- The Washington Times - Saturday, April 20, 2002

A weekend of protests in the District got off to an early start yesterday when about 80 slow-moving demonstrators on bicycles disrupted rush-hour traffic by clogging Pennsylvania Avenue and 10th, 17th and K streets NW.
Drivers leaned on their horns as traffic began to back up shortly after 5 p.m. while the protestors tried to hand them blue-colored fliers bearing a long list of anti-war and anti-pollution grievances.
The protesters members of a group known as Critical Mass were hurried along by six motorcycle officers, 35 D.C. Bike Patrol officers and a dozen police cruisers.
Drivers were first accosted near the FBI building at Ninth Street and Pennsylvania Avenue and traffic was delayed about five minutes while the protesters rode in circles around the intersection.
At 17th and K streets, however, drivers grew more and more angry as traffic came to an almost 10-minute halt. Police began moving the protesters along at a faster clip toward Dupont Circle. The ride then looped through Georgetown before ending outside the World Bank at 18th and H streets NW.
The Critical Mass group added about 20 minutes to the average downtown commute last night, giving the city a sample of what to expect today through Monday.
D.C. police have been gearing up all week for a variety of demonstrations this weekend by more than a dozen groups that organizers predict will draw more than 50,000 protesters.
Four marches today will support both Palestinians and Israelis and protest the policies of the World Bank, global capitalism and President Bush's war on terrorism.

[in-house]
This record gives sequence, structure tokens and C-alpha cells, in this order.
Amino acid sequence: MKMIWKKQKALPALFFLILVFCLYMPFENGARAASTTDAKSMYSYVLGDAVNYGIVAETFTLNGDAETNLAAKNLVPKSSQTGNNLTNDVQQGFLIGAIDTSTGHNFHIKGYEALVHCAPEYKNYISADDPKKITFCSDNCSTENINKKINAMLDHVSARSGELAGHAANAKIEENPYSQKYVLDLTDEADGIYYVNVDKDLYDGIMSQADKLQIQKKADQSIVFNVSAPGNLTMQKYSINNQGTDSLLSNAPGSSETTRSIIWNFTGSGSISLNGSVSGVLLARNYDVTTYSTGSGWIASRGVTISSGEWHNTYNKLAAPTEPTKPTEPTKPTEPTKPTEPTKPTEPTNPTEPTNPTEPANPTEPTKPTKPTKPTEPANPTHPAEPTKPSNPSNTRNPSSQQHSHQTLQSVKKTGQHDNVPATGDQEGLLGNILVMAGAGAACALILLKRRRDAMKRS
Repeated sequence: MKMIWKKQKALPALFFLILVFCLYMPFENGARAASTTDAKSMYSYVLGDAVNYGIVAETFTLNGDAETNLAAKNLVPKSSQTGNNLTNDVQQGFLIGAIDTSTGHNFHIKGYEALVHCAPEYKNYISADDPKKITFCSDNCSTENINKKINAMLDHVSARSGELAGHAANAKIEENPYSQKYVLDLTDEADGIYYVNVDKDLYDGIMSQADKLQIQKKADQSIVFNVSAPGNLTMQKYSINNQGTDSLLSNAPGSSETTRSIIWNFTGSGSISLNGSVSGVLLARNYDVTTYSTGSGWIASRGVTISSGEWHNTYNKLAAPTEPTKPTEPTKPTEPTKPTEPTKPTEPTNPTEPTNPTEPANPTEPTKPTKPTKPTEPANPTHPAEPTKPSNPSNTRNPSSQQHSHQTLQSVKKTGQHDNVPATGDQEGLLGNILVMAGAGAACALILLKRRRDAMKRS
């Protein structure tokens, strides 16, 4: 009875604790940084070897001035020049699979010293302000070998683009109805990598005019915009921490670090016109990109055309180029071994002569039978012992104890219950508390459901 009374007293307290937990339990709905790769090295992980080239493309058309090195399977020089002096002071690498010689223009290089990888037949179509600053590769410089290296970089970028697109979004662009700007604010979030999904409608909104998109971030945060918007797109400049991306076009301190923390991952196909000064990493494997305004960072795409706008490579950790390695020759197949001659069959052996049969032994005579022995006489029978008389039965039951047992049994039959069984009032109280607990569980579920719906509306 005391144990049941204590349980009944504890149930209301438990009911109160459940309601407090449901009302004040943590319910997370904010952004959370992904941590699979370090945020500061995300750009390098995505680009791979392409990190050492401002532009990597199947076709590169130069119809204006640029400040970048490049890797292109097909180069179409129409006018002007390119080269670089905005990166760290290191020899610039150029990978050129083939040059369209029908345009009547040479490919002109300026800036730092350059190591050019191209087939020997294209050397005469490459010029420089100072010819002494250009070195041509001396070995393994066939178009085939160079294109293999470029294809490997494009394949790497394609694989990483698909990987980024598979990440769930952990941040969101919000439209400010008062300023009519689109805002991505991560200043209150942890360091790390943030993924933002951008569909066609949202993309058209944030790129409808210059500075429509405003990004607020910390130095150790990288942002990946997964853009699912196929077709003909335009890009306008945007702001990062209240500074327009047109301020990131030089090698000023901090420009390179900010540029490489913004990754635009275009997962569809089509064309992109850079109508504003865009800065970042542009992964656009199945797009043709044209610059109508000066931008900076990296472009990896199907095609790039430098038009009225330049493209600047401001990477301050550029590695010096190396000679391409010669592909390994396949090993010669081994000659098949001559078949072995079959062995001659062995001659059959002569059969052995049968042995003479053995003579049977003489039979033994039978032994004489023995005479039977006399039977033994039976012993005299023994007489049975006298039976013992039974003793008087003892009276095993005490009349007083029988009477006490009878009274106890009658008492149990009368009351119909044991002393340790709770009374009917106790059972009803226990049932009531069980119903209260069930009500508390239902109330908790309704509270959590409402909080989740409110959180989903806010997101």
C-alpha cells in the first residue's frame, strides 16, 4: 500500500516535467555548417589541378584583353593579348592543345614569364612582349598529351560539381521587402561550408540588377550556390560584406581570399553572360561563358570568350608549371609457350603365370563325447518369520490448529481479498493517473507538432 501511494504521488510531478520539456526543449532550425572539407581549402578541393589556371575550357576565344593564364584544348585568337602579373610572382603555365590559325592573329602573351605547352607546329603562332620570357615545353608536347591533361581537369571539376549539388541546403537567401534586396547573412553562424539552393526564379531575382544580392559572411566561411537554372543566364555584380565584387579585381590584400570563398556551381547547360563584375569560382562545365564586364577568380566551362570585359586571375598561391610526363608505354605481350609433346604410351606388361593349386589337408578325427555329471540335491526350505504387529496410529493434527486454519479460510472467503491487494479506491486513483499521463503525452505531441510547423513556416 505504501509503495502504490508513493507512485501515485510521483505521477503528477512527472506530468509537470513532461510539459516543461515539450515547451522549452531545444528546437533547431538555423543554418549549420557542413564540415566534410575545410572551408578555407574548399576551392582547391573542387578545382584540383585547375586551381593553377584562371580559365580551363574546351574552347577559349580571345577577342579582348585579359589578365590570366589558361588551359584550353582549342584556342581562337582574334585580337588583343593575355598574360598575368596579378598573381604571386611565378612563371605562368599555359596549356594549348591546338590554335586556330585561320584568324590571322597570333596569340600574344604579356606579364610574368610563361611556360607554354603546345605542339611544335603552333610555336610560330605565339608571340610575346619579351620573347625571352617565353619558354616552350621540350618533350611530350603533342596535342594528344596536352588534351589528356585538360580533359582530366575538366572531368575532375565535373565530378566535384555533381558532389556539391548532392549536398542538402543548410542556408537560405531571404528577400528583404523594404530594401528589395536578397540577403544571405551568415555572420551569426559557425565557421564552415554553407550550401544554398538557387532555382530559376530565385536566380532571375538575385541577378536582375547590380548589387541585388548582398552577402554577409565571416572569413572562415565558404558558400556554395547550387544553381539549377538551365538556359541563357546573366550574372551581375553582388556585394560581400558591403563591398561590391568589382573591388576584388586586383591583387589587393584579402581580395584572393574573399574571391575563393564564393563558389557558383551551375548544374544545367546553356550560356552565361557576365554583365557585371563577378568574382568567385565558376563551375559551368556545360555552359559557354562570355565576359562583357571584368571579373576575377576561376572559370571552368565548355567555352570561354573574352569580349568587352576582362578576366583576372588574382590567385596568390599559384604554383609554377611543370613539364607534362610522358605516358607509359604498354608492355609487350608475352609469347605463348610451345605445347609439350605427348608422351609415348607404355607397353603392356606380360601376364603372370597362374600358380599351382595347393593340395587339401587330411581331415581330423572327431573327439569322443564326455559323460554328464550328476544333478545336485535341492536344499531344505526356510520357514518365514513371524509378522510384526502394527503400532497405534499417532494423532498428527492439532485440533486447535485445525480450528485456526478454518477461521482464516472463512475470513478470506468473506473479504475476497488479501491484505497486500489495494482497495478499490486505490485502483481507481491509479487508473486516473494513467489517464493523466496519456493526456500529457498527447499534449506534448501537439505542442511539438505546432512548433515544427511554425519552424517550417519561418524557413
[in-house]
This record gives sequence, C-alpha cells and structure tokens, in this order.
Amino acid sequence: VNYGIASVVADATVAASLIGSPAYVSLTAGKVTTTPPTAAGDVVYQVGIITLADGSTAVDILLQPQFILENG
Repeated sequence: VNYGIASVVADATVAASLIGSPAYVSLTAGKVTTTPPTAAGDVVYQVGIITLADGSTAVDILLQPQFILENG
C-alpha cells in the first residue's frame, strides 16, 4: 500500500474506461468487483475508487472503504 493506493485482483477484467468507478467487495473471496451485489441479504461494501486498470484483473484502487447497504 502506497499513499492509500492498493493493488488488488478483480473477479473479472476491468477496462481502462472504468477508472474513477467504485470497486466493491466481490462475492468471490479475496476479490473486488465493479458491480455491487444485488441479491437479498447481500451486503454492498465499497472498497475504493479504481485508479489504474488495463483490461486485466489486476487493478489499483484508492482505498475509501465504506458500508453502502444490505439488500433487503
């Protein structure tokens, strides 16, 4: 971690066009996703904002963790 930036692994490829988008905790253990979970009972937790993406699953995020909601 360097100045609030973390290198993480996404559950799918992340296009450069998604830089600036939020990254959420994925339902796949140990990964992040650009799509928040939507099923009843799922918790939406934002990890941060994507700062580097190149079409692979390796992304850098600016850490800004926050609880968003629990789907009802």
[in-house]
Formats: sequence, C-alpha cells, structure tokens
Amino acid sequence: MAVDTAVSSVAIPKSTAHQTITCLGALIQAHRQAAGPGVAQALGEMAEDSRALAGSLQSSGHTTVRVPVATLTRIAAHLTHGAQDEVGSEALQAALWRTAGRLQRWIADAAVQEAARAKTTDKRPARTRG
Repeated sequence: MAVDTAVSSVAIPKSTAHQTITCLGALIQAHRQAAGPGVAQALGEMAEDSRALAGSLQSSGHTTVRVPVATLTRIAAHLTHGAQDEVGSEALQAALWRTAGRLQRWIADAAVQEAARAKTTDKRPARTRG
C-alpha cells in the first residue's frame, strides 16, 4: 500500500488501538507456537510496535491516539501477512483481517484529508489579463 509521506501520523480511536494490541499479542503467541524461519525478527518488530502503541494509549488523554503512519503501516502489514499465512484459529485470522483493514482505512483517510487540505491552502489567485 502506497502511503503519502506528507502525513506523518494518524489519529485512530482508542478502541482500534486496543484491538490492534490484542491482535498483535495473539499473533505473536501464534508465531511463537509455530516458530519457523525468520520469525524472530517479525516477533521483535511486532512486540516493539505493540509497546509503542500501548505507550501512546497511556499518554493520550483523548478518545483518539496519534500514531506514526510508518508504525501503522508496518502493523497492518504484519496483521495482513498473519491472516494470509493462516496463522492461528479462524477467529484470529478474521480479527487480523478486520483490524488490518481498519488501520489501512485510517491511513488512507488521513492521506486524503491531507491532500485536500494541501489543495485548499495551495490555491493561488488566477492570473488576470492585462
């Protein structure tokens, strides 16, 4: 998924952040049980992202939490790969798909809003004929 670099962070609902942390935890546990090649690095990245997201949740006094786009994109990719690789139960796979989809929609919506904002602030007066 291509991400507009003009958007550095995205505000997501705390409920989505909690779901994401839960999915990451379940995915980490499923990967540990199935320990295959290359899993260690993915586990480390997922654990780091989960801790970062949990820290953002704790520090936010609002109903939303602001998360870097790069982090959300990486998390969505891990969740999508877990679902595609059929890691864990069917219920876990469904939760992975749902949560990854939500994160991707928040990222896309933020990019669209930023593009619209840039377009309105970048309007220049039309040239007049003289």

A series of downtown road closures went into effect at midnight yesterday, police said. A security perimeter with cement barriers is in place around the World Bank from F Street to the south of the bank, H Street to the north, 17th Street to the east and 21st Street to the west.
An additional closure is set for Monday, from noon until midnight, along a stretch of Connecticut Avenue NW north of Dupont Circle where anti-Israel demonstrations are planned outside the Washington Hilton.
D.C. Police Chief Charles H. Ramsey says he is most concerned about clashes between pro-Israeli and pro-Palestinian demonstrators.
"Certain demonstrations draw counterdemonstrators," Chief Ramsey said. He cited verbal clashes Monday between a small group of pro-Israeli demonstrators and pro-Palestinian counterdemonstrators that resulted in one of three arrests at the otherwise peaceful pro-Israeli rally at the U.S. Capitol.
Peter Hebert, a Bethesda pro-Israeli activist, said he does not expect serious clashes today between groups demonstrating on Middle East issues.
"The violence is not going to come from the pro-Israel side," Mr. Hebert said. "If there is violence it will come from the anti-World Bank and anti-IMF people."
After negotiating with protesters this week, police granted permits to an anti-globalization group for a rally today outside the World Bank and a march in front of three downtown corporate offices.
Mobilization for Global Justice will hold "street-theater demonstrations" outside the corporate offices of Coca-Cola, Citibank and Monsanto companies anti-globalists claim are "implicated in the expanding war in Colombia."

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